# Horizontal graph of word length

Input

A list of words separated by any number of spaces.

Output

A horizontal ASCII art graph, where the n-th line is composed by as many asterisks (*) as the n-th word is long.

Example usage

The > signals user input, you should not input it when testing the program.

> This is an example histogram of word length
****
**
**
*******
*********
**
****
******

> a aa aaa aaaa aaaaa
*
**
***
****
*****

> double space  example
******
*****
*******

Reference implementation

In case of doubt over the specification, the output of your program should match exactly that of the below program under all inputs.

puts gets.chomp.split.map{|word| '*' * word.length}.join("\n")
• So is a trailing newline allowed? crosses fingers – Beta Decay Sep 7 '15 at 14:15
• @BetaDecay Yes, allowed ........... – Caridorc Sep 7 '15 at 15:10
• Will the input ever have leading or trailing spaces? – PhiNotPi Sep 7 '15 at 15:20
• What you're describing is not a histogram. A histogram would show the number of words with x characters on line x. In the first example, line 1 would have 0 asterisks (no words with length 1) line 2 would have 3 asterisks (is, an, of) and so on. – nitro2k01 Sep 7 '15 at 20:50
• Ok, I realize you're right. Horizontal it is. – nitro2k01 Sep 7 '15 at 21:08

# CJam, 10 bytes

r{,'**Nr}h

How it works:

r{     r}h         e# This do-while loop basically reads all the whitespace separated tokens
e# from input. It separates the tokens on running lengths of whitespace
,                e# Take the length of the token
'**             e# Get a string of that many '*' characters
N            e# Print a new line

Try it online here

# Retina, 5 + 3 = 8 bytes

+
\n
.
*

Every line goes in its own file, so I've added 1 byte for each additional file. Also, the \n should be replaced with an actual newline.

Each pair of lines is a pattern-replacement pair. + matches one or more spaces and replaces it with a newline. . matches any character except a newline, and it replaces that with a *. This is applied globally, so every character is replaced with a *.

cat(gsub(" +|$","\n",gsub("\\S","*",x))) How it works • gsub replaces all no-spaces with * • second gsub adds \n (newline) to the end of each element • cat prints accordingly Demo # Perl, 16 bytes (15 chars + -p) y/ / /s;s/./*/g Run as:$ perl -pe 's/ +/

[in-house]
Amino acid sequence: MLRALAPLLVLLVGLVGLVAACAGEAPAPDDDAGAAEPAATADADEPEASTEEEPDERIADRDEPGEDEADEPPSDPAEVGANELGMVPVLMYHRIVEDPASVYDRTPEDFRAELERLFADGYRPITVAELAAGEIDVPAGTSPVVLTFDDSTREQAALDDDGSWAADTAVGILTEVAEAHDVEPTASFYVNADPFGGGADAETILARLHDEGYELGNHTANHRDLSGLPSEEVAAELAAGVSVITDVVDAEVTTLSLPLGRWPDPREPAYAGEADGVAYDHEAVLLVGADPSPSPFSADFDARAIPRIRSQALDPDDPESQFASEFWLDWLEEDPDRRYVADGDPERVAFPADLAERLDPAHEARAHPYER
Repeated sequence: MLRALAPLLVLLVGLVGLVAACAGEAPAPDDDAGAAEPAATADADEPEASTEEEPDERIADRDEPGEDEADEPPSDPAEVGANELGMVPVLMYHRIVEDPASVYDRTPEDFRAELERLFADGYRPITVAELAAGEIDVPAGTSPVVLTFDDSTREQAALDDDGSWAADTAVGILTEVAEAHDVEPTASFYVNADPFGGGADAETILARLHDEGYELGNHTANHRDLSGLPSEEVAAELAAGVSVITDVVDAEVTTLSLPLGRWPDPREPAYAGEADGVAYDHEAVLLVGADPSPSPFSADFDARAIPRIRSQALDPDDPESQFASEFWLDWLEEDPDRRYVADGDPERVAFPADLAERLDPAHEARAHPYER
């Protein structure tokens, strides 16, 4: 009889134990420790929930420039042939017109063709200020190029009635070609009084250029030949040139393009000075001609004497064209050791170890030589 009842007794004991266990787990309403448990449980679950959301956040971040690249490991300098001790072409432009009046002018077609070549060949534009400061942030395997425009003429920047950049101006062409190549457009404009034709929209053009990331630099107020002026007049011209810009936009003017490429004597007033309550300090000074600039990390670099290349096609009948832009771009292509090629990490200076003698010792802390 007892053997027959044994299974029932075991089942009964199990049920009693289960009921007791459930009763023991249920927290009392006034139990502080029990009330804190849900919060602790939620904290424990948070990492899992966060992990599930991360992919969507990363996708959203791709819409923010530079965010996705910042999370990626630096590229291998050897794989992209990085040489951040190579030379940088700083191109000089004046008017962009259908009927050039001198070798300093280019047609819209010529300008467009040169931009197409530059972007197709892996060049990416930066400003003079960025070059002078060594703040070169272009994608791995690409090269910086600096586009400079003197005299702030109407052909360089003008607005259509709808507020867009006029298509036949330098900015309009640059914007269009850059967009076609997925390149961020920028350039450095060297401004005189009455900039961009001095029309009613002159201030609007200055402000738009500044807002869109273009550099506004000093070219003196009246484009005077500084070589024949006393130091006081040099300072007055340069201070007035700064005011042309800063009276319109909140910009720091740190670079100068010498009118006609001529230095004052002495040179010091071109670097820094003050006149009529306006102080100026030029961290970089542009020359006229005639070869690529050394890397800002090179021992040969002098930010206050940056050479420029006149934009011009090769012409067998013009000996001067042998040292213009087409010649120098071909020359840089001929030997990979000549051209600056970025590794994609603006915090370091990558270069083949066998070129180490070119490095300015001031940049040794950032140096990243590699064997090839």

/g;s/./*/g' <<< 'This is a test'
****
**
*
****

Saved an additional byte, thanks to @ThisSuitIsBlackNot, I hadn't encountered y///s before!

• This is excellent! You can save 1 byte by changing the first substitution to a transliteration: y/ /\n/s; – ThisSuitIsBlackNot Sep 8 '15 at 21:41
• @ThisSuitIsBlackNot Ooh nice! thank you! – Dom Hastings Sep 8 '15 at 21:44

# Pyth, 9 bytes

jm*ld\*cz

Explanation:

jm*ld\*cz
cz    chop input on whitespace
m           map to
ld        length of the segment
*  \*      number of asterisks
j            joined on newlines

# SWI-Prolog, 40 bytes

a([A|T]):-(A=32,nl;put(42)),(T=[];a(T)).

Called with code strings, e.g. a(This is an example histogram of word length).

# Python 3, 72 bytes

A nice one liner :)

print(''.join(map(lambda x:"*"*len(x)+"\n"*int(x!=""),input().split())))

### Output:

>>> print(''.join(map(lambda x:"*"*len(x)+"\n"*int(x!=""),input().split())))
Hello world  how are you?
*****
*****
***
***
****

There's a trailing newline here. If you want it without, you've got to add 5 bytes:

print(''.join(map(lambda x:"*"*len(x)+"\n"*int(x!=""),input().split()))[:-1])

# Javascript ES6

## Function, 46 chars

f=s=>s.replace(/\S/g,'*').replace(/\s+/g,'\n')

## Program, 55 chars

• Your function is actually 46 characters long, and your program is 55. – adroitwhiz Sep 7 '15 at 21:06
• @darkness3560, thank you for the correction. I used expressions like "f=s=>s.replace(/\S/g,'*').replace(/\s+/g,'\n')".length to measure the length and forgot about \. – Qwertiy Sep 7 '15 at 22:21

## Python 3, 43 bytes:

for w in input().split():print('*'*len(w))

Thanks to @BetaDecay for pointing out a syntax error.

Sample run:

> This is an example histogram of word length
****
**
**
*******
*********
**
****
******

(The string below is entered as a literal, rather than as text)

> 'example\twith\nweird\rwhite   space'
*******
****
*****
**********

### Bonus: vertical histogram

Thanks to @Caridorc for pointing out my error that made the bonuses have 1 to many rows.

l=[len(x)for x in input().split()]
for i in range(len(l)-1,0,-1):print(''.join(['*'if j>=i else' 'for j in l]))

Demo:

> This is an example histogram of word length
**
**  *
**  *
*  ** **
*  ** **
********
********

Bonus: vertical histogram (upside down)

l=[len(x)for x in input().split()]
for i in range(len(l)-1):print(''.join(['*'if j>i else' 'for j in l]))

Demo:

> This is an example histogram of word length
********
********
*  ** **
*  ** **
**  *
**  *
**
• Vertical is off by one – Caridorc Sep 7 '15 at 19:03

# Java, 102 bytes

class R{public static void main(String[]a){for(String s:a)System.out.println(s.replaceAll(".","*"));}}

## STATA, 72 bytes

di _r(a)
token "$a" while ("1'")!=""{ di _d(=length("1'")')"*" ma s } Ungolfed display _request(a) //get input via prompt tokenize "$a" //split a by spaces into the variables 1,2,...
while ("1'")!=""{ //while the first variable is not empty
display _dup(=length("1'")')"*" //display "*" duplicated for every character in variable 1.
macro shift //move variable 2 to 1, 3 to 2, etc.
}

Note that this code does not work in the online interpreter and requires the non-free proprietary STATA interpreter.

# Gema, 11 9 characters

=\n
?=\*

Sample run:

bash-4.3$gema ' =\n;?=\*' <<< 'This is an example histogram of word length' **** ** ** ******* ********* ** **** ****** bash-4.3$ gema ' =\n;?=\*' <<< 'a aa aaa aaaa aaaaa'
*
**
***
****
*****

bash-4.3$gema ' =\n;?=\*' <<< 'double space example' ****** ***** ******* # Haskell, 31 bytes putStr.unlines.map(>>"*").words Usage example: Main> putStr.unlines.map(>>"*").words$ "This is an example histogram of word length"
****
**
**
*******
*********
**
****
******